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    The Election Entertainment Connection

    So as you all know by now, Obama (my personal pick) is our president-elect. Prior to election night, a rally was conducted in my home town of Cleveland, Ohio also the home of the Rock and Roll Hall of Fame. Anyway, Bruce Springsteen headlined and introduced Barack Obama. This fits in with a lot of entertainment/political connections.

    Of course the first that comes to mind is the now deceased Ronald Reagan. An actor turned politician, "the Great Communicator" showed that much of what a politician does is showmanship. He had an enigmatic smile and "aw shucks" manor that allowed him to get away with many an afternoon nap through the presidency.

    Then the governors of Wisconsin and California, Jessie Ventura and Arnold Schwarzenegger, both had athletic as well as acting credits to their names before throwing their hats in the political ring. In fact, Arnold was Mr. Universe before he was "the terminator" and stumped for McCain in this past election.

    Mayors Clint Eastwood and the deceased Sonny Bono may have had lesser political aspirations, but when a mayor of a town of 6,000 gets to be governor like Palin and then thrust into the national arena as vice-presidential contender, maybe mayor isn't so far down in political heights.

    The follow-up of Wisconsin governorship from Ventura to Al Franken's candidacy does seem to be a bit absurd, but Franken's writing and political jibes throughout his career showed he was always interested in politics. Although Franken was beaten by a few hundred votes by Coleman and a recount is taking place as I write this, I expect this isn't the last we will hear of Franken's political aspirations. Since I'm writing this the day after the election, some things are still changing. But the connection between actors, entertainers and politicians is long standing since before the days of Pat Paulsen's repeated run at the president. He got enough signatures to be on the
    ballot as a gaff if not a viable candidate.

    Then there are all the politicians who make appearances on Saturday Night Live as both McCain and Palin did this time around. Appearances on SNL have been a hit as the supposedly staid politician makes fun of him or herself on the show and we get to see them as more of a human being.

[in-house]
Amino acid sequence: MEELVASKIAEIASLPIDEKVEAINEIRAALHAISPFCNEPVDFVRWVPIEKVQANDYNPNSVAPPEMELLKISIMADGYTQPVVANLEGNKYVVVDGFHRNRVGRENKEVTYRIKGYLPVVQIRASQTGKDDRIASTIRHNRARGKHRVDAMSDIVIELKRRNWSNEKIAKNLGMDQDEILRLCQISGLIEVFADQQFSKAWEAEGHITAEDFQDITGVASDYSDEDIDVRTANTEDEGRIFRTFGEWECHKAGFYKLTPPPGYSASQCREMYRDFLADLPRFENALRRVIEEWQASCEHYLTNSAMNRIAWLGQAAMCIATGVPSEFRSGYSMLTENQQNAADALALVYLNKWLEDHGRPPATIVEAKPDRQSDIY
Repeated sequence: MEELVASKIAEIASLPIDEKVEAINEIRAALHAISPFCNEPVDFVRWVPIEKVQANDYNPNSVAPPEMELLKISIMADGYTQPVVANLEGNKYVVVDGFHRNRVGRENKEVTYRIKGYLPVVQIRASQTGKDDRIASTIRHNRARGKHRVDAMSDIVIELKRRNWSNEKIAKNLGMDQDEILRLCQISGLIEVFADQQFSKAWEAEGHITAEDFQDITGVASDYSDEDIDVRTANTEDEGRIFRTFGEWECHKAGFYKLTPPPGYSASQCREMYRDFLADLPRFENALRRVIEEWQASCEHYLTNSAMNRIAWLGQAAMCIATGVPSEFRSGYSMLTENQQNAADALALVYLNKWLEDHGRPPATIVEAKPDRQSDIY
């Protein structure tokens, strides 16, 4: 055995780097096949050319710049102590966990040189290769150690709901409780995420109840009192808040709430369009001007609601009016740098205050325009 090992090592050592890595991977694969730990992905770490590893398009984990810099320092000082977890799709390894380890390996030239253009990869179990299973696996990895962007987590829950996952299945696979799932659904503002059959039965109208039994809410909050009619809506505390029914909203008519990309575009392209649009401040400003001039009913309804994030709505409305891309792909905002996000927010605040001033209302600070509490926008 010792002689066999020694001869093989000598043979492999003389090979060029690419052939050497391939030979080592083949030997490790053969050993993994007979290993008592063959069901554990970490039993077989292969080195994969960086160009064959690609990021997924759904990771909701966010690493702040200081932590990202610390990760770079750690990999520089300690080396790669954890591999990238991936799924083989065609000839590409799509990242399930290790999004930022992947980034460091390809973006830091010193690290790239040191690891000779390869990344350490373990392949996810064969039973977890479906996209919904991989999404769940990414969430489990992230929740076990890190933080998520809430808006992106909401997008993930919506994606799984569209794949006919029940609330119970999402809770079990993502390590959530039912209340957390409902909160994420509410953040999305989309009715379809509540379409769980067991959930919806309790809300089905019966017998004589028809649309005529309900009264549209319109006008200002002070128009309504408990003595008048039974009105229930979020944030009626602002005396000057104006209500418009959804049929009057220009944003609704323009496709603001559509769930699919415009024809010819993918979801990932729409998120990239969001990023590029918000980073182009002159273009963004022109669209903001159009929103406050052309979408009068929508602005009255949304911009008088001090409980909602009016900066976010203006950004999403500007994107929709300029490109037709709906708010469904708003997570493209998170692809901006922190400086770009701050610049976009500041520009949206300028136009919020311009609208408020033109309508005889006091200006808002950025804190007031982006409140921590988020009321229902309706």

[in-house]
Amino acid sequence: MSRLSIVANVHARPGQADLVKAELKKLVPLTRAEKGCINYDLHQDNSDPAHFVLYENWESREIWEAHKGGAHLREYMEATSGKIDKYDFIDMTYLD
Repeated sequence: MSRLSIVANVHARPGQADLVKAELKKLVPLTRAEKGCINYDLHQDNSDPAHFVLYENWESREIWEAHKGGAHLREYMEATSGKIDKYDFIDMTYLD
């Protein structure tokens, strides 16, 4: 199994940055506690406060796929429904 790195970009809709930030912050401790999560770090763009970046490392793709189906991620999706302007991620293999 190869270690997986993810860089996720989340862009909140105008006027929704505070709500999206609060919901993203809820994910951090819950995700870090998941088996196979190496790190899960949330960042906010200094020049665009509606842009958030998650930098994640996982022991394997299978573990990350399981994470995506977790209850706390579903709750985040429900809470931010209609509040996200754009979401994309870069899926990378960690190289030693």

Though John McCain often referred to the time he spent as a prisoner of war, which was without a doubt a horrific experience, somehow Obama, though lacking in as much experience or history as we might like, was able to secure the confidence of the American public. As of this morning, an unofficial count of over 360 electoral votes gave the presidency to Obama. McCain came in at half that, although he was only a 5 percent popular vote difference.

    I heard the popular vote was somewhat of a landslide for Obama, but that may be in my eyes only.

    Although the Republican turnout was said to be one of the worst, Obama was able to inspire his followers, Democrats and new voters to actually get out and show their support. That's part of the entertainment and motivation that comes from belief and hope that the candidate will actually do what we hope.

    Two of my favorite moments in Obama's acceptance speech were his reference to his recently deceased and beloved grandmother and the fact his kids would get that puppy they were promised. Now this is a politician we can relate to.

    As Diane Sawyer so aptly put it at the tail end of ABC coverage, we now have two little girls in the White House-so this is a real family thing.


    Kathryn Spira, a native of Cleveland who pursued an acting career in NYC and Los Angeles, now pursues free lance writing from Caroga Lake in Fulton County. Previous columns may be accessed at her web site www.kathrynskorner.com